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Mat-Su

Mat-Su veterans wall plans in limbo after senior center fizzles

  • Author: Zaz Hollander
  • Updated: September 10, 2017
  • Published September 10, 2017

The Veterans Wall of Honor is located near the Mat-Su Regional Medical Center. (Bill Roth / Alaska Dispatch News)

WASILLA — An Idaho company that yanked plans for a senior facility in Mat-Su also stranded a promise to preserve a veterans memorial near the Parks Highway.

Spring Creek Associates LLC planned to build a 104-bed skilled nursing center on the nearly 5-acre property next to Mat-Su Regional Medical Center.

The location included a bluff that for more than 20 years has housed the Veterans Wall of Honor, a series of carved, dark granite panels bearing the names of more than 2,300 service members, living and dead.

Amid public pressure, Spring Creek promised to preserve the wall and move it if necessary.

But the company this year withdrew from a state certification process when officials said its facility had to have fewer beds than it originally planned. The company sold the land.

Now that Spring Creek is gone, some are wondering if promises to preserve the wall will be kept.

Valley veterans groups tracking the fate of the wall have been in limbo for a few years already since talk of the senior center began, said Wasilla's mayor, Bert Cottle, who said he meets with five groups regularly.

Cottle addressed the Mat-Su Assembly at a Tuesday night meeting to push for more information about the wall's future.

"We owe our veterans more than … just to be a pawn in some game," he said.

The property beneath the wall was owned by the Matanuska-Susitna Borough until Spring Creek purchased it in 2015 for more than $1.2 million.

The conditions of the sale include a promise to relocate the memorial wall somewhere else on the property unless the Assembly agrees to remove that requirement. They also include a covenant restricting the property uses to elder care and associated services.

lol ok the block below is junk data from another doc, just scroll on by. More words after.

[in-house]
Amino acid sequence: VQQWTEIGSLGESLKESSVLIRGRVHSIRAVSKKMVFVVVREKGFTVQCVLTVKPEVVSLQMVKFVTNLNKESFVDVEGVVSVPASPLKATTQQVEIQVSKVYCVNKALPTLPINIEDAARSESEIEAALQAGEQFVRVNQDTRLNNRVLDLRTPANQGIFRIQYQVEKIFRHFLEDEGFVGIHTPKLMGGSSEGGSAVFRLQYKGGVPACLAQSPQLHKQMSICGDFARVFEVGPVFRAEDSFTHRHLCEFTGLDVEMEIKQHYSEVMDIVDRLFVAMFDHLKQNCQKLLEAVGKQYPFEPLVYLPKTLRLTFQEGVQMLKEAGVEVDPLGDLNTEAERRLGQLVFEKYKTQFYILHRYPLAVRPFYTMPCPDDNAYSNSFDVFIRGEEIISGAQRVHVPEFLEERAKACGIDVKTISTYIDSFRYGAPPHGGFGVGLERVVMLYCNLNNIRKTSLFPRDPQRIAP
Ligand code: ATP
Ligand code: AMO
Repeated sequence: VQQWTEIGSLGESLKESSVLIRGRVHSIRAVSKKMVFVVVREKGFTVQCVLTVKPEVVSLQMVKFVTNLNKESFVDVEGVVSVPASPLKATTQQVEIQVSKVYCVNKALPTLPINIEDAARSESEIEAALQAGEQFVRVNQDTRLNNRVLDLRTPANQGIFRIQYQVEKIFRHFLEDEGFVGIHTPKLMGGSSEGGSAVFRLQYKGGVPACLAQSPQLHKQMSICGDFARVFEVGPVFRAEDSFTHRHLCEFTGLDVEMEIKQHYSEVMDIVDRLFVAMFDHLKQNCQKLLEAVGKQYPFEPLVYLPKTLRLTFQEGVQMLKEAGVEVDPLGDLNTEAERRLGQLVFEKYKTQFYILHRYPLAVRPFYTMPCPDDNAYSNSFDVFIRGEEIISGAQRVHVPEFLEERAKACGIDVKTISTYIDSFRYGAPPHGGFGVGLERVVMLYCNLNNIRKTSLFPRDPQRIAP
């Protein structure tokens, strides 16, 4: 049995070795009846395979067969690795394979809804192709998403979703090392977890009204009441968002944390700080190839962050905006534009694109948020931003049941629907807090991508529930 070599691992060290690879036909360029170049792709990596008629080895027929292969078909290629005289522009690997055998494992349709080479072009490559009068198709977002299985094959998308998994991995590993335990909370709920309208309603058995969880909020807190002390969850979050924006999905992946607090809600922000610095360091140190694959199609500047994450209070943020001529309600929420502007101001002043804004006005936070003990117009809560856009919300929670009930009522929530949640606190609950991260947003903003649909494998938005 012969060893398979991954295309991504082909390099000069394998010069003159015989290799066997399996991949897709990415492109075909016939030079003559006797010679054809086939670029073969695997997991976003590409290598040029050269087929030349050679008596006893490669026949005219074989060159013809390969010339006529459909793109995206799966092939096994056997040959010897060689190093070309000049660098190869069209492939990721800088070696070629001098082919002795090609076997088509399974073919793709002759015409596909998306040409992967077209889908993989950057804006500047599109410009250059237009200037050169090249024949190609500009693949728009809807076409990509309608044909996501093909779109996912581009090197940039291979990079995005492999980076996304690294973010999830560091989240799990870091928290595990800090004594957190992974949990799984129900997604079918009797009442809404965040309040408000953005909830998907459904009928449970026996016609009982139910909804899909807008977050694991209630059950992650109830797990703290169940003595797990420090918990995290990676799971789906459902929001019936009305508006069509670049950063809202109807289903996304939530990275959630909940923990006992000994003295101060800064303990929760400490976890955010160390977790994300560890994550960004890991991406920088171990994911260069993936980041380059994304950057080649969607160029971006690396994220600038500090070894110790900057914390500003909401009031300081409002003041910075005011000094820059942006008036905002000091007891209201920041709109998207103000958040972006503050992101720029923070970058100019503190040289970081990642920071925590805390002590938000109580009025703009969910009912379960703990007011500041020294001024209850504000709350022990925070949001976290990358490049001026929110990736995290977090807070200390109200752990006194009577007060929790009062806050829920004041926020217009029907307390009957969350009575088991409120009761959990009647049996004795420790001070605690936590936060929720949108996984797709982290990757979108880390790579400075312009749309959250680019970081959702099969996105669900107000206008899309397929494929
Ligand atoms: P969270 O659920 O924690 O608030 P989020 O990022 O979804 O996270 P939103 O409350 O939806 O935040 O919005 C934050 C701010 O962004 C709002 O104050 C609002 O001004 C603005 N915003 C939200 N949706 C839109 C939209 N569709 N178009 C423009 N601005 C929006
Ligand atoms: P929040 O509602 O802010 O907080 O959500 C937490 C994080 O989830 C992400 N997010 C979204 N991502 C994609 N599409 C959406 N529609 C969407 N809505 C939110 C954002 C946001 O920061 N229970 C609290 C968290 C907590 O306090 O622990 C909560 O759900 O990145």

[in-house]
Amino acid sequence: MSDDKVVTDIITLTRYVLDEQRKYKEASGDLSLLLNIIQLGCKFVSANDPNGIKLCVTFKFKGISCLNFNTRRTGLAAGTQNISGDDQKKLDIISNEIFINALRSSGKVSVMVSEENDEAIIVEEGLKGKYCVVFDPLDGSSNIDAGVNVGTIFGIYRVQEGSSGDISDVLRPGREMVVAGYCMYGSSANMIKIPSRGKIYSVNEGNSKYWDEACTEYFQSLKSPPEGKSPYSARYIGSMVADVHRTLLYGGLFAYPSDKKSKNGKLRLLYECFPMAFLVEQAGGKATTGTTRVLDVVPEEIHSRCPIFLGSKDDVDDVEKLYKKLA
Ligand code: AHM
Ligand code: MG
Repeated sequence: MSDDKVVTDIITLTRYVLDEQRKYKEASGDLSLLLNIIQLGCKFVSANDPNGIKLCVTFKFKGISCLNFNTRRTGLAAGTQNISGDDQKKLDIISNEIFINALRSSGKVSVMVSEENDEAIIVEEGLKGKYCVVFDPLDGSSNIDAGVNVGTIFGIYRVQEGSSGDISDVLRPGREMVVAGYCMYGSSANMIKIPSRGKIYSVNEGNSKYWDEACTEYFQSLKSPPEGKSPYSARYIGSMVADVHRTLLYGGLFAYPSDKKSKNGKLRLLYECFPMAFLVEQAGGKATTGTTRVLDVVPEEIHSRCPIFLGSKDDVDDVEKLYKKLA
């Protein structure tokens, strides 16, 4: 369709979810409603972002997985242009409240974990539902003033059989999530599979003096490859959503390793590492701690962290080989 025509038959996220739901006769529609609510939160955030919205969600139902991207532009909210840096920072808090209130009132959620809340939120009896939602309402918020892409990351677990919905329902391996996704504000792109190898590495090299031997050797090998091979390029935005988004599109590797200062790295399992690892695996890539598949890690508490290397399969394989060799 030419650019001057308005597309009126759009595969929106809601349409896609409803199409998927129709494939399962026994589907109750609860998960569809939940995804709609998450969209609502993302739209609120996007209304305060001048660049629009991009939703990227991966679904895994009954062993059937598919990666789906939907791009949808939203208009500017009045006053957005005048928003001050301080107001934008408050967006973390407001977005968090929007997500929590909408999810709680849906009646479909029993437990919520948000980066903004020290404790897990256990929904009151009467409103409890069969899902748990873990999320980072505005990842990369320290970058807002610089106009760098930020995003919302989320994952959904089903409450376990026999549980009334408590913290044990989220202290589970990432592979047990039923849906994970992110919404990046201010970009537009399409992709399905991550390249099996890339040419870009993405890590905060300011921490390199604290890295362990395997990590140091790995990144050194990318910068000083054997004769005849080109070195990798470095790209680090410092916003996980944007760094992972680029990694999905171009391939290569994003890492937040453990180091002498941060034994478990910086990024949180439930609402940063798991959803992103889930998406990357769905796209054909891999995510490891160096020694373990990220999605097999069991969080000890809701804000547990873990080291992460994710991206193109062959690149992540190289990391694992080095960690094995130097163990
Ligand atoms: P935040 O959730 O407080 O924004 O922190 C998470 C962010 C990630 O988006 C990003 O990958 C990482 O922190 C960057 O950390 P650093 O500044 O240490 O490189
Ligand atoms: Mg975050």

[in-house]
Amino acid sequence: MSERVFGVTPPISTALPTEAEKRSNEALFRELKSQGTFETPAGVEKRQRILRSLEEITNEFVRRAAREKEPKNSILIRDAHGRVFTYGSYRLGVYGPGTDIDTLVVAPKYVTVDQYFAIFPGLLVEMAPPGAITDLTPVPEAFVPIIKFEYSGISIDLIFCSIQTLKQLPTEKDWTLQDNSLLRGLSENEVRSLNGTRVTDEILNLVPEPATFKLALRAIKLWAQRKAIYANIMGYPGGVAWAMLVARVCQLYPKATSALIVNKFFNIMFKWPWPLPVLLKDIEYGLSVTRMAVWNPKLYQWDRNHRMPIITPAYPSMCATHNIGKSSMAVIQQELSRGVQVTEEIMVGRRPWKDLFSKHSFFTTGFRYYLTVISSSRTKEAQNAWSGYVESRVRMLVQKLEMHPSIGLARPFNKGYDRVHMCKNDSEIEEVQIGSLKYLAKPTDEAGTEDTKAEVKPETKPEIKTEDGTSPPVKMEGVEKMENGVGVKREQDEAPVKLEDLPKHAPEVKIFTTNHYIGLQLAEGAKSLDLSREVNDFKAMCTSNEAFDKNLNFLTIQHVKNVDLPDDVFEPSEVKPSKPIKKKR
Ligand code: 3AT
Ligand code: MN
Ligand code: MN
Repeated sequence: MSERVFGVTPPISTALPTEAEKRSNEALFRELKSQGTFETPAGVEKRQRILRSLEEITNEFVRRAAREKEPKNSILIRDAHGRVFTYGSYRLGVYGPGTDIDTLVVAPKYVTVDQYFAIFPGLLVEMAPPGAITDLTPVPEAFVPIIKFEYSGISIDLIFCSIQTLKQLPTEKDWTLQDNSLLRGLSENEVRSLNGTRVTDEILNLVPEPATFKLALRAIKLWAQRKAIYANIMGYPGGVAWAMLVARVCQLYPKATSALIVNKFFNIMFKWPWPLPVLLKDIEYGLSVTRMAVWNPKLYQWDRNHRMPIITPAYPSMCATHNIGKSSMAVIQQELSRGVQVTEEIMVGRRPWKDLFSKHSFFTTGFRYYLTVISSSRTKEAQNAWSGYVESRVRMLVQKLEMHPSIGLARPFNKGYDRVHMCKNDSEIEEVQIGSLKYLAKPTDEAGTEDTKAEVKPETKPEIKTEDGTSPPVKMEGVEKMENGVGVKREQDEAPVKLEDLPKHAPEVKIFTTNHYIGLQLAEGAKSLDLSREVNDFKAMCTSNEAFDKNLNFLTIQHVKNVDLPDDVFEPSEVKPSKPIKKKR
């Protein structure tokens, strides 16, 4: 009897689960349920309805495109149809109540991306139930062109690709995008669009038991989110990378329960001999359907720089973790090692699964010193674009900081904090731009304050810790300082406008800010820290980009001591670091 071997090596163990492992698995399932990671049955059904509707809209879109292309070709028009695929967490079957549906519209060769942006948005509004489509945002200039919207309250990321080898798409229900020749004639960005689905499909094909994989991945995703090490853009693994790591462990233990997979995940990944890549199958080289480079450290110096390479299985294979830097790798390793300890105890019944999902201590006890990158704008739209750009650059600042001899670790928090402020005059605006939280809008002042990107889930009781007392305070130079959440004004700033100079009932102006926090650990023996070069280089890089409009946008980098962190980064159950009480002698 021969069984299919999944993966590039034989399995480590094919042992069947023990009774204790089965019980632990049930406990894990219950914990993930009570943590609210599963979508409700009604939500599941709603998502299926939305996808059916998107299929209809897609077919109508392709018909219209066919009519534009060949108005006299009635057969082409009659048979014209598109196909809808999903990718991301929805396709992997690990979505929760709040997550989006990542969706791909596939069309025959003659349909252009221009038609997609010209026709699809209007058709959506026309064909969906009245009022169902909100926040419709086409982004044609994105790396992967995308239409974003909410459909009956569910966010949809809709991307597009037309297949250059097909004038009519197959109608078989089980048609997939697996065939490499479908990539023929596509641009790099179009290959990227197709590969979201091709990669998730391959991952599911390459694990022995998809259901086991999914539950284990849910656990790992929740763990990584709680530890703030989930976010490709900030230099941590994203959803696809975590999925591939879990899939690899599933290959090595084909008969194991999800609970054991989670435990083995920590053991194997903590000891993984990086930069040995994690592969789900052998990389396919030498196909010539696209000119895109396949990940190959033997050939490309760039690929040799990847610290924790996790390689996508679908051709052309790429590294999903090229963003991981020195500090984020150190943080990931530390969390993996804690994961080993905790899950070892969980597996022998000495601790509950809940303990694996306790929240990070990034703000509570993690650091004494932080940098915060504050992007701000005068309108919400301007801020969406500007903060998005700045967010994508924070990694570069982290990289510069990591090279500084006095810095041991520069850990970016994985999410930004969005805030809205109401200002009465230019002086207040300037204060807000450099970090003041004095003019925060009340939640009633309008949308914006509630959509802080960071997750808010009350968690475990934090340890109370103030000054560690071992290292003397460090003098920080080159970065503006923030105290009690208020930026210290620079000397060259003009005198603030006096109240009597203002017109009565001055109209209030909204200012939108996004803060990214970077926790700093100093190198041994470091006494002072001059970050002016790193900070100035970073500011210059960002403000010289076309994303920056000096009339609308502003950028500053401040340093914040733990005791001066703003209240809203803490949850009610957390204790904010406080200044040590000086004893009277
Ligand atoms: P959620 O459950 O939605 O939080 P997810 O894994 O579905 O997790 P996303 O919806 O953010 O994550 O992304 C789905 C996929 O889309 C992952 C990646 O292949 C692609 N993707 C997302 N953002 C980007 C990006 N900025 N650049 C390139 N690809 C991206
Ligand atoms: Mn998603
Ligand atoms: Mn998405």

Spring Creek CEO Doug Clegg also told the borough his company would spend $150,000 on a relocation plan if the borough would match it.

The borough made good on its end of that deal: There's $150,000 in public funds dedicated for the wall.

But Spring Creek has sold the property — to competitor Maple Springs Senior Living, the Utah-based company that also sought a Certificate of Need from the state for a senior facility.

The Utah company got approval for two 67-bed skilled nursing facilities in Palmer and Wasilla that would cost an estimated $41 million, according to the state's decision document. The facilities are supposed to open in 2019.

But now the land below the wall is about to be sold to somebody else.

Maple Springs doesn't need the property near the hospital, company president Nick Larsen said Wednesday. Now the former borough land with the veterans monument is under contract for a sale to yet another buyer. Larsen refused to identify the buyer, citing a nondisclosure agreement. But he said the new buyer was an Alaska entity.

Veterans Wall of Honor, Sept. 7, 2017 (Bill Roth / Alaska Dispatch News)

He said the prospective buyer will honor the conditions placed on the property once the sale closes by mid-October.

Larsen said his company has received probably 20 phone calls from "concerned citizens" asking about the memorial wall.

"I do think that the group that's coming in is going to be the best scenario for the veterans' wall, long term," he said.

The new owner of the property is bound by Spring Creek's conditions of sale, borough officials say. They're also working to make sure the new owners honor Spring Creek's pledge to help pay for relocation if needed.

We want to make sure our $150,000 that the borough assembly funded is matched even though it’s being passed on,” Vern Halter, the borough mayor, said Tuesday night. 

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